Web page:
What do you want your children to remember of you?
I’d reckon most Dads with a little boy would agree with me that there’s a special bond involved. Whereas it’s needless to say that we love our daughters equally and treasure them dearly, I think a little boy gives us the chance to almost “do things over” and give to him what we, as young boys, didn’t get to experience.
My father died before I was born. In fact, he died on a motorbike on way home from work the day after I was conceived. So, lucky that I was to be alive, I never knew the bond that a father shares with his son. I didn’t know that it could be so deep that you’d make sure that you’d do absolutely anything to keep that person safe and to raise him to be a good man. One who loves others because he knows love himself.
I wrote Hey Little Boy for my son when he was about a year old. As most little ones do, he had an obsession with the moon and would always want to touch it. The song talks about bringing a moonbeam to him, for him only to have and to gaze at – something that he’d treasure. And really, he’s symbolic of being my moonbeam. Something (a love and a bond) I thought impossible to obtain – to have and to gaze at, and to treasure.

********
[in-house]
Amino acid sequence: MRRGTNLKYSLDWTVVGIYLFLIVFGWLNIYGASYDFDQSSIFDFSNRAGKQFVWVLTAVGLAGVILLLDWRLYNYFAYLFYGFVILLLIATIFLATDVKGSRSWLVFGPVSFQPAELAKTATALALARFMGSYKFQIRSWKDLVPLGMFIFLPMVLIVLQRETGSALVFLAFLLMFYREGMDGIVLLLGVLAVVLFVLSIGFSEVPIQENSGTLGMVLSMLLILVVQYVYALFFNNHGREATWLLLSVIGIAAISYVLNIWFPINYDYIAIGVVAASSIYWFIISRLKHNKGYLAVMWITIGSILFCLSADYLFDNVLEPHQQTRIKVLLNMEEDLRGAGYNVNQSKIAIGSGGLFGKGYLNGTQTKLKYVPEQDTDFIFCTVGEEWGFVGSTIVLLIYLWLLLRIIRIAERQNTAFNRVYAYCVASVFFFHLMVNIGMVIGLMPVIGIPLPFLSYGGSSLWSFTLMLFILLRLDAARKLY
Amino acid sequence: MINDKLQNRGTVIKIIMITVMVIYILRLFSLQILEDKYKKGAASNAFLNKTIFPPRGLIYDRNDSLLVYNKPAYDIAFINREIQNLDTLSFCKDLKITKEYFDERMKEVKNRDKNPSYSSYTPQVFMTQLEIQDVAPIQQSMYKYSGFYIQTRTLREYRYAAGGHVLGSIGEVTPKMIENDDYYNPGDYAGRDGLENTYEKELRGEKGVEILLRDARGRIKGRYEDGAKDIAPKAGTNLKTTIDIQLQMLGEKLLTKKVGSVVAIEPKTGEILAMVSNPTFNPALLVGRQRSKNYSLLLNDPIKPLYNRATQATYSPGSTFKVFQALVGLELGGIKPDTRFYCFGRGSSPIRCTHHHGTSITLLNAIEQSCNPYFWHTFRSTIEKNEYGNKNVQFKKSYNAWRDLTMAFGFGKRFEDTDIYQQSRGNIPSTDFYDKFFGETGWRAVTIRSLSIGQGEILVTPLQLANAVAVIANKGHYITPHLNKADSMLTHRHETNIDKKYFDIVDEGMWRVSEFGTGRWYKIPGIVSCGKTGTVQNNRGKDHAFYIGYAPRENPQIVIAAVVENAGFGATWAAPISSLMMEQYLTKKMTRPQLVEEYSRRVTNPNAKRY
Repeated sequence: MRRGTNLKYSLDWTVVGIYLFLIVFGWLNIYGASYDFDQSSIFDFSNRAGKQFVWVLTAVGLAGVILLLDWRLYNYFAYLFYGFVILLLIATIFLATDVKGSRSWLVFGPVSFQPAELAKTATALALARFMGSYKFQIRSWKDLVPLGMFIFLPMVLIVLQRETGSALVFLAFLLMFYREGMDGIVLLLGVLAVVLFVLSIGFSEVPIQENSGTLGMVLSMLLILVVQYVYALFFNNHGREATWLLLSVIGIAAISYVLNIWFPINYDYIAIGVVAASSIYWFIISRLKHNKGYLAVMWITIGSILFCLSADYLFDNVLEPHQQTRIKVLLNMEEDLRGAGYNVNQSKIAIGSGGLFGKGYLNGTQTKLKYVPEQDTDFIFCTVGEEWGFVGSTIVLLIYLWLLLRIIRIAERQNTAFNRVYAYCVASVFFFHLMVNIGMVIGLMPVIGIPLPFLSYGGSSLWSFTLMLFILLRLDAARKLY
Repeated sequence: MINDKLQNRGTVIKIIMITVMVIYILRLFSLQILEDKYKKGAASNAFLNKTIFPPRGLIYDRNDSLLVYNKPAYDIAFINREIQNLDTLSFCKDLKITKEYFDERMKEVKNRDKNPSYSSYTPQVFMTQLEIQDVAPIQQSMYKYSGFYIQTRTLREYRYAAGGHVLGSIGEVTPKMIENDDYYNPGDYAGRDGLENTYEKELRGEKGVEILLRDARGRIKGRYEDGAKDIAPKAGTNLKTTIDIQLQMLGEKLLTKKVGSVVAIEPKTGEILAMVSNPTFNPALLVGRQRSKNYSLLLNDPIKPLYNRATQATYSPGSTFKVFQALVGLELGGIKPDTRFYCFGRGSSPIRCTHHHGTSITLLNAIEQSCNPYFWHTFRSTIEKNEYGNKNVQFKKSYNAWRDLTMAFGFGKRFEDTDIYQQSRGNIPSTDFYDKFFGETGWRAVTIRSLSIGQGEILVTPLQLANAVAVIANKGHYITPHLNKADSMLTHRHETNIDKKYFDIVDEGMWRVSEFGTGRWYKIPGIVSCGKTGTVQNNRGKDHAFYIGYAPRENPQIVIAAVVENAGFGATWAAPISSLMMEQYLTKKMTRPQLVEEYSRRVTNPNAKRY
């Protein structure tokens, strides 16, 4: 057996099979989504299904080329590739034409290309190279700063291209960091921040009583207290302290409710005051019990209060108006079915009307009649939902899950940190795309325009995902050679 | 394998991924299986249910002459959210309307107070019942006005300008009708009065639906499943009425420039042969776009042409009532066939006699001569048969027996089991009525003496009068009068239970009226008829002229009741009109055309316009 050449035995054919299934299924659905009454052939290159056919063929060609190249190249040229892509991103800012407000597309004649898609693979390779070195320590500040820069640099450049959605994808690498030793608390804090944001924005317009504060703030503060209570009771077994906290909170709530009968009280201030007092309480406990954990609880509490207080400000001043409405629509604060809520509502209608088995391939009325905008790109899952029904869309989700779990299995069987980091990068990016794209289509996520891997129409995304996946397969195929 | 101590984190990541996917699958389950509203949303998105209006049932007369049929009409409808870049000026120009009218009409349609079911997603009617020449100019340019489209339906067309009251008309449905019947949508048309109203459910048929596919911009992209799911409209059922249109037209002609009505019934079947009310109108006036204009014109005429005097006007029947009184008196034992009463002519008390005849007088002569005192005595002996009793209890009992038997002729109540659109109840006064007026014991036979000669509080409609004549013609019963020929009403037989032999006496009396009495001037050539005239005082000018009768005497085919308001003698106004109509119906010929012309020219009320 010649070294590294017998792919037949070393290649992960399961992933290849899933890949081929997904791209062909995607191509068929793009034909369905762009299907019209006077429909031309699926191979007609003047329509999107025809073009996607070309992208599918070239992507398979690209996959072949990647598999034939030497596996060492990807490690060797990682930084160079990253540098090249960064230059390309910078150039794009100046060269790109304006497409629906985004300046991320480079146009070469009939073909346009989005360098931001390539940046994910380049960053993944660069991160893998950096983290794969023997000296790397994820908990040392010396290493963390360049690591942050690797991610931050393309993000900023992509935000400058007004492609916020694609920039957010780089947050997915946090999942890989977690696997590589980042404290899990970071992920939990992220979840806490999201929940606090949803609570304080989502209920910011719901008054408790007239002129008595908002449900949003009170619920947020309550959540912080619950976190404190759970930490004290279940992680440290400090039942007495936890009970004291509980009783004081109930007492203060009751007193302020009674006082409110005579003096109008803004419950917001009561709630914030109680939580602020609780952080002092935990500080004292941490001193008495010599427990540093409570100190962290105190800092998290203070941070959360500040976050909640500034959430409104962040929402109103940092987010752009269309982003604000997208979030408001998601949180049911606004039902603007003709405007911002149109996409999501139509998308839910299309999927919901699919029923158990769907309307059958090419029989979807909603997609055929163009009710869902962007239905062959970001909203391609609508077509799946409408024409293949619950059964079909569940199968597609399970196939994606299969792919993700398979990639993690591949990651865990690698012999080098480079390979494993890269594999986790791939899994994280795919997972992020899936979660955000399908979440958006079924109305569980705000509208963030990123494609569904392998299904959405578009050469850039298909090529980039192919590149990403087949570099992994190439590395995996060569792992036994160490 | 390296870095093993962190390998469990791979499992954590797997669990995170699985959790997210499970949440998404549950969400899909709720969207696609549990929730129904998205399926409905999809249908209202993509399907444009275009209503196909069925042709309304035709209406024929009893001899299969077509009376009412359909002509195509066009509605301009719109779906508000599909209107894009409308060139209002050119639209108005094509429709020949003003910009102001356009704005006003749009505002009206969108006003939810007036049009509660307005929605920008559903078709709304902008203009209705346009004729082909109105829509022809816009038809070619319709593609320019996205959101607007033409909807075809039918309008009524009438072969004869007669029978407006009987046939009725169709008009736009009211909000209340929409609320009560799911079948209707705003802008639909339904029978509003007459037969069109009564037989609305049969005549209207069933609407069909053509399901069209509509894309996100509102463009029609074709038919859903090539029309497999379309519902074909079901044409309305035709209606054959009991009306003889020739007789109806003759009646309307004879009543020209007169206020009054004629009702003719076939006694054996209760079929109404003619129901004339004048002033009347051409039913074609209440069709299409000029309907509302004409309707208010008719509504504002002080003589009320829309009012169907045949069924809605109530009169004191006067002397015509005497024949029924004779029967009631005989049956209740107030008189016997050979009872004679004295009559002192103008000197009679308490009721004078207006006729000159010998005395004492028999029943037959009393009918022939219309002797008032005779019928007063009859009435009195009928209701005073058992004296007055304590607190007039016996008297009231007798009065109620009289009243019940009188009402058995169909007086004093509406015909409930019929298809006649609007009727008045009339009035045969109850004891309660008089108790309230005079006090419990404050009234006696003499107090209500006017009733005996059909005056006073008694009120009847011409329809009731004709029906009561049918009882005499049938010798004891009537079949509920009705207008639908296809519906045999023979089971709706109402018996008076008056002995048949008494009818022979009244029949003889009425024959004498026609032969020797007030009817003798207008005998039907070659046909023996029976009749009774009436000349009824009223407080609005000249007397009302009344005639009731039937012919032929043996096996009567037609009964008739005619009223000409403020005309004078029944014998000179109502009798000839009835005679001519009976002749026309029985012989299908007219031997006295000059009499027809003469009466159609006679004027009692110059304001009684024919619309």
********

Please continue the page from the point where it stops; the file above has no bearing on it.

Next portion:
What do you remember of your father?
I never met my father, he died on a motorbike before I was born. He left a wife, a 2 year old son and me on the way.
As you can imagine, this time would have been incredibly hard for my mother – it’s something you can’t (and would never want to) comprehend unless you’ve been through it yourself.
Luckily for her she had an incredibly supportive family around her, and my brother and I were raised and cared for, in what I think, the most loved environment possible.
A great deal of that love came from both sets of Grandparents, and we had very close relationships with all of them.
I had a very special relationship with Grandad Store, pictured with me here. He lived just around the corner from us and I remember a lot of my youth was with him – whether it was playing cards, fishing, tinkering in his shed, or just having him sit under a shady tree and watch me at cricket.
The most important thing was that he was always around, always consistent, always loving and you always knew where you stood with him. He taught me a great deal of how to be a father, and how to love my kids now.